Megan Thee Stallion is my new mental health role model. Here’s why.

0
17
megan-thee-stallion-is-my-new-mental-health-role-model-here’s-why.

In early 2017, I was chastised by my manager for not smiling as much as I used to at work. She was concerned that my “attitude” was bringing down team morale. Meanwhile, I didn’t feel like there was much to smile about regarding current events, especially as the Muslim Ban took effect.

Damn, I thought to myself, are Black girls allowed to have bad days?

Fast-forward to 2022 and mega rapper Megan Thee Stallion says yes.

Last weekend, Megan launched badbitcheshavebaddaystoo.com. The website, which is named after a line in her song, “Anxiety,” features a hub of mental health and wellness resources, including sites specifically for Black people and the LGBTQIA+ community such as Therapy for Black Girls, Therapy for Black Men, and LGBTQ Psychotherapists of Color Directory

When I first started following Megan back in 2018, it was because of her sharpshooting lyrics and yes, her body-ody-ody-ody. Here was a brilliant and beautiful Black woman unafraid to speak her mind and unapologetic about her curves and sexuality—my kind of woman.

But after learning more about her personal story—starting therapy after losing both of her parents; her promise to graduate college to make them proud; our shared love of fellow Houston native, Beyoncé—I fell even more in love with her. The rapper has also never shied away from being vulnerable and talking about her struggles, showing generations of Black women that you don’t always have to have everything together, and it’s okay to have bad days.

In an interview last fall with actress Taraji P. Henson for her Facebook Watch series, Peace of Mind With Taraji, the rapper talked about her mental health and maintaining a positive outlook despite hardships.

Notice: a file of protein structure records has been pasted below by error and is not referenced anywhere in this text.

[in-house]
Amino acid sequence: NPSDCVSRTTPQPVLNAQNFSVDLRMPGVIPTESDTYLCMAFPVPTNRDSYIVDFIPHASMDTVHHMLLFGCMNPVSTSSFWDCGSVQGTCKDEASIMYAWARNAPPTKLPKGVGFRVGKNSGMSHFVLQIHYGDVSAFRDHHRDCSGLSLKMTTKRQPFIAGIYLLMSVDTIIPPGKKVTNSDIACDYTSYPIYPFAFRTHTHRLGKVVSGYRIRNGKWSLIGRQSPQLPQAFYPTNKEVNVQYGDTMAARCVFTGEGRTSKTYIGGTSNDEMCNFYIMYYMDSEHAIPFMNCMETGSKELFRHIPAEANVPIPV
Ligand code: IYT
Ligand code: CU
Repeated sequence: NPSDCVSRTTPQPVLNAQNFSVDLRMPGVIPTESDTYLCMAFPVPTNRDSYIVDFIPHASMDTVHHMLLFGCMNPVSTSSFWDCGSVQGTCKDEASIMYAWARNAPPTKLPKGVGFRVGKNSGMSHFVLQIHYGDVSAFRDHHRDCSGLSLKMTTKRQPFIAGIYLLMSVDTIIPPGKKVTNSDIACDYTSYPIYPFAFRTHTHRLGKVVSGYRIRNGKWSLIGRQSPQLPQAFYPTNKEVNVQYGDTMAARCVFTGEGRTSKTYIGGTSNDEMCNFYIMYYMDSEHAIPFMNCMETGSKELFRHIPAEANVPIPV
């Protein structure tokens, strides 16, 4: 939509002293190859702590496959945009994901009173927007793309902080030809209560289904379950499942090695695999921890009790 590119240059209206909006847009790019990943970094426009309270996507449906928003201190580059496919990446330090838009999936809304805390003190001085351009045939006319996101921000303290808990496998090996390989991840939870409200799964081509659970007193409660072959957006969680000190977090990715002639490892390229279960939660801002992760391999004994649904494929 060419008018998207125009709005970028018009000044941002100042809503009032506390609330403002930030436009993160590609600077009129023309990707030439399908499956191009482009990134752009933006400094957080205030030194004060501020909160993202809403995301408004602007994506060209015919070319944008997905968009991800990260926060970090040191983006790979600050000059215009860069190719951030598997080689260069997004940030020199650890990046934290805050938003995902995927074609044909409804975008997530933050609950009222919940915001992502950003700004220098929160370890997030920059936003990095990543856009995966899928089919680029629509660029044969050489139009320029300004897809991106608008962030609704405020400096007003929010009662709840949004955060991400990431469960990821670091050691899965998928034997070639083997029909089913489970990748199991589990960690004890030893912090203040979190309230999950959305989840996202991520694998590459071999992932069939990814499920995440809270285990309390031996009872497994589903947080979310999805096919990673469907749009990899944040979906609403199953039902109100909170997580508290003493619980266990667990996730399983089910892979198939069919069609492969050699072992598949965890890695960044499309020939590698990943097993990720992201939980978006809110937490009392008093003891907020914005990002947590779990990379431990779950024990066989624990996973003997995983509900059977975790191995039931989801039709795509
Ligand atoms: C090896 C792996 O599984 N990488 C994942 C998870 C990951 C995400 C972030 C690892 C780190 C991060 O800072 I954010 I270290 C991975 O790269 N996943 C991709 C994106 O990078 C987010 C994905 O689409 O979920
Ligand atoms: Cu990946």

“I feel like right now mental health is more important to me, more than ever, because I have more pressure on me than I feel like I used to have…when I was Megan, and I wasn’t as criticized and under such a magnifying glass as I am now,” she said. 

Megan’s resilience in the face of constant adversity is admirable, and I wish Black women didn’t have to be so resilient all the time. Because heaven forbid if we have an off day and feel like lashing out at the world—no one likes angry Black women, even though we have a million reasons to be.

After all, her new album is titled Traumazine, after a fictional chemical that is “released in the brain when it is forced to deal with painful emotions caused by traumatic events and experiences.” What Megan is doing by acknowledging she struggles with difficult times is making it safe for people from marginalized communities—communities where talk of mental health is still very much taboo—to do the same. 

Not only is she making mental health resources accessible, she’s ensuring they’re culturally relevant so they reach her fans (and hopefully countless others) where they are. And she’s vehemently discarding the strong Black woman trope so many of us have been raised to perpetuate. 

By simply being herself, Megan is demonstrating that Black women can be soft. Black women can be angry. Black women can have bad days, too. And there’s nothing wrong with that.